Argentina seems to be slipping into its third major economic contraction in less than two decades. (Actually, this may be the fourth.) Leticia Arroyo asks: what happened the last two times?
You can blame Mexico (not Canada, sadly) for the 1994 contraction. Investors dumped their Argentine holdings in response to the mess in Mexico and as a result Argentine interest rates spiked and economic activity fell. Argentina pegged its peso to the dollar at the time. The peg survived the contraction, but recovery was slow and halting.
The 2001-02 collapse was a different animal.
It is harder to assign blame than one might think. Argentina's internal and external accounts didn't look that bad in 1999 or 2000 or 2001. (They didn't look that good either, but nothing to justify the scale of the calamity that followed.) Investors, foreign and domestic, started to worry about a devaluation, charging the Argentine government higher and higher interest rates every time it had to refinance. Why did they start worrying? I am honestly not sure.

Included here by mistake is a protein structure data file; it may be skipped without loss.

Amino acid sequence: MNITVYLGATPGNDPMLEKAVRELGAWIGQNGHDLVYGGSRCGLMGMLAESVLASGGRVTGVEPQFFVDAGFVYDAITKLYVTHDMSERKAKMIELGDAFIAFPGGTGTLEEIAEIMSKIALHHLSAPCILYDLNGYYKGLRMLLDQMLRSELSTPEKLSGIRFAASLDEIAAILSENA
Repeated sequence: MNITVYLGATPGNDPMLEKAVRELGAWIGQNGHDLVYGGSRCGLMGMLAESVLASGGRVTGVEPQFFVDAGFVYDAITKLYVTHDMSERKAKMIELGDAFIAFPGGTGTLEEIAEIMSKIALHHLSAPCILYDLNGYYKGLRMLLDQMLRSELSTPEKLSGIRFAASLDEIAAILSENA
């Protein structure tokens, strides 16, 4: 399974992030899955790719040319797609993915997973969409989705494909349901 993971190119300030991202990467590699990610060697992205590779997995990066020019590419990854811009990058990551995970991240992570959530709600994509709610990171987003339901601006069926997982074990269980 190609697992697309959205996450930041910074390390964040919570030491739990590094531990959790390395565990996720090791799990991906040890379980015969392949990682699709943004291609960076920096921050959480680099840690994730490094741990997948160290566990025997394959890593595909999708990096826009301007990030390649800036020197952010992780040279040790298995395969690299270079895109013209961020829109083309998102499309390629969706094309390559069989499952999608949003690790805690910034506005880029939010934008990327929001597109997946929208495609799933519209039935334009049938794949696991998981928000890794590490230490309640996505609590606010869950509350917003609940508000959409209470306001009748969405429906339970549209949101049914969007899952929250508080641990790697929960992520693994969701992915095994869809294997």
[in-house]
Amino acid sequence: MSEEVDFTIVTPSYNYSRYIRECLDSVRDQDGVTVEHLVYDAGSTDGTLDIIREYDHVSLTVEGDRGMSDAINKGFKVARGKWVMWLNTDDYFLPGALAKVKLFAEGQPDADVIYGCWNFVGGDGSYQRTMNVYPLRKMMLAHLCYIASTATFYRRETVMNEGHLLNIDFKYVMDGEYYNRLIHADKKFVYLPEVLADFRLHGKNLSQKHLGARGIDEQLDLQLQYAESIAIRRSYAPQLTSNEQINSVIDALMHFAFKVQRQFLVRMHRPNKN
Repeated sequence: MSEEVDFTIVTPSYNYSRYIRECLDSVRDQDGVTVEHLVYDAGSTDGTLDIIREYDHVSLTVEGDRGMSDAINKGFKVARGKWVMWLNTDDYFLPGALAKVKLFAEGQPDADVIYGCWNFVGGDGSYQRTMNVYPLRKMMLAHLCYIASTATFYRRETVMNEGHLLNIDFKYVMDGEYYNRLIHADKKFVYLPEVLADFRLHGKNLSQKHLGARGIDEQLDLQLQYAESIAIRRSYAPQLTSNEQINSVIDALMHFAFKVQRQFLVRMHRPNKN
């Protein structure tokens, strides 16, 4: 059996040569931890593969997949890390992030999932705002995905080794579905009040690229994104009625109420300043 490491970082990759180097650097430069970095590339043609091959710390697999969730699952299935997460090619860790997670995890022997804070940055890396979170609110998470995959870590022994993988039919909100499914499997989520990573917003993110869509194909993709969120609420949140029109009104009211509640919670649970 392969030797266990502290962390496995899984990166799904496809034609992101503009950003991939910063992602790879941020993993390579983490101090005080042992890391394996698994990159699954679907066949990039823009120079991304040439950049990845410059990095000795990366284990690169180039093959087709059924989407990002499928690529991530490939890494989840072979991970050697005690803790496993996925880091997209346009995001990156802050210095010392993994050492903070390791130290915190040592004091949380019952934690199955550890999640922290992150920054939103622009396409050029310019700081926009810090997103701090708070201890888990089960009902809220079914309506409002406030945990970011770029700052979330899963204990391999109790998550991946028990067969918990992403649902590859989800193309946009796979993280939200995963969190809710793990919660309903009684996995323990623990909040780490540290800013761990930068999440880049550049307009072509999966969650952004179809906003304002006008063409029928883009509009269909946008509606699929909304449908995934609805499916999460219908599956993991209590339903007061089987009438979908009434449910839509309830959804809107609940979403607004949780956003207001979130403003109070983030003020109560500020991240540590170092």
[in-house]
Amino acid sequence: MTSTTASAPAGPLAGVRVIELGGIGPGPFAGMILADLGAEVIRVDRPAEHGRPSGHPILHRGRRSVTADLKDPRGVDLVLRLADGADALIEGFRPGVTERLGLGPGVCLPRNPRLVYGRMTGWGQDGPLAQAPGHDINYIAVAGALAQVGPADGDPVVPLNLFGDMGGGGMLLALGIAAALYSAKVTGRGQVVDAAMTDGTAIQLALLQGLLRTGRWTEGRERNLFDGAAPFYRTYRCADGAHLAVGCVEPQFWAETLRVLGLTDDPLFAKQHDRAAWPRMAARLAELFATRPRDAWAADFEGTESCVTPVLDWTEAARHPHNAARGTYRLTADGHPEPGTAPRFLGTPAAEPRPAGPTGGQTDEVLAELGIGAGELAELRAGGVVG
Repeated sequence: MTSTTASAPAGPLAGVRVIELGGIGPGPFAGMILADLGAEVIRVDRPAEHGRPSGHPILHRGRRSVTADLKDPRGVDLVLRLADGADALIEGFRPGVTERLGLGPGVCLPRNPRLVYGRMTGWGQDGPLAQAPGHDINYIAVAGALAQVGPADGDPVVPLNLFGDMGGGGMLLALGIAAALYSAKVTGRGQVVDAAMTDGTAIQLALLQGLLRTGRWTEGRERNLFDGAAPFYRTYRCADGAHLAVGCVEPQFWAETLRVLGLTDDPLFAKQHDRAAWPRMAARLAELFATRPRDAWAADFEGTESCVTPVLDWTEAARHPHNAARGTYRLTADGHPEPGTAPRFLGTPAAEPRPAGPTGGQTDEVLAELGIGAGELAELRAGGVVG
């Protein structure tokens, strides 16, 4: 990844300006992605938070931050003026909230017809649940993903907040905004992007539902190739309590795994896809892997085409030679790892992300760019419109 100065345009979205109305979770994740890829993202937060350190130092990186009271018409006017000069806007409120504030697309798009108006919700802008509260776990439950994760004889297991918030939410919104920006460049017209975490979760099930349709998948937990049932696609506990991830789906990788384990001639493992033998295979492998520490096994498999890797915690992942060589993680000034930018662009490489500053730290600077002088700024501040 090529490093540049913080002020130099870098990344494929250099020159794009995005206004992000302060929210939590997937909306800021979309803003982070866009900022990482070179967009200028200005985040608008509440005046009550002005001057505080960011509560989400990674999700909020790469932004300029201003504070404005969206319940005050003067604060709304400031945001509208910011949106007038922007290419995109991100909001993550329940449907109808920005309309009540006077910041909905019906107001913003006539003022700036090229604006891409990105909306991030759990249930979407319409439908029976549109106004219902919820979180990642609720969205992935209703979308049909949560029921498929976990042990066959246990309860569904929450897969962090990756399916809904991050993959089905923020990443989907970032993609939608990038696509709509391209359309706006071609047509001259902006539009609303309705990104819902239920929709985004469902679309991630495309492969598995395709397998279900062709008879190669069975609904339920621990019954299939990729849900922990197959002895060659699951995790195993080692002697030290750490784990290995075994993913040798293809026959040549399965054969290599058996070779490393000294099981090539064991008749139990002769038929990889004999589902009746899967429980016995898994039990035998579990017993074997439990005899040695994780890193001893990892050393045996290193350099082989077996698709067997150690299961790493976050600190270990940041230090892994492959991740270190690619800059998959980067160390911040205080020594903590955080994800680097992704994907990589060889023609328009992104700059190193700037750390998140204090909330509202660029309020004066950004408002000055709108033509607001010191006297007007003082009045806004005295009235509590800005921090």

That said, what was clear by 2001 was that the currency peg had become too restrictive, but the government had no clear plan to transition out of it. Fully dollarize, in order to end speculation of a future devaluation? Devalue early? Devalue, then dollarize? The government punted. People became more and more convinced that there would be a devaluation. Speculation became widespread, and I mean crazily widespread, unimaginably widespread: nobody wanted to accept pesos that could lose two-thirds of their value at any moment, and nobody wanted to spend dollars that might jump by two-thirds in local terms at any moment. Call it hedging, call it speculation, call it crazy, but do the math: by the time December 2001 rolled around, huge chunks of the Argentine economy had been reduced to barter.
This sort of thing seems like a real fear in several Eastern European countries right now.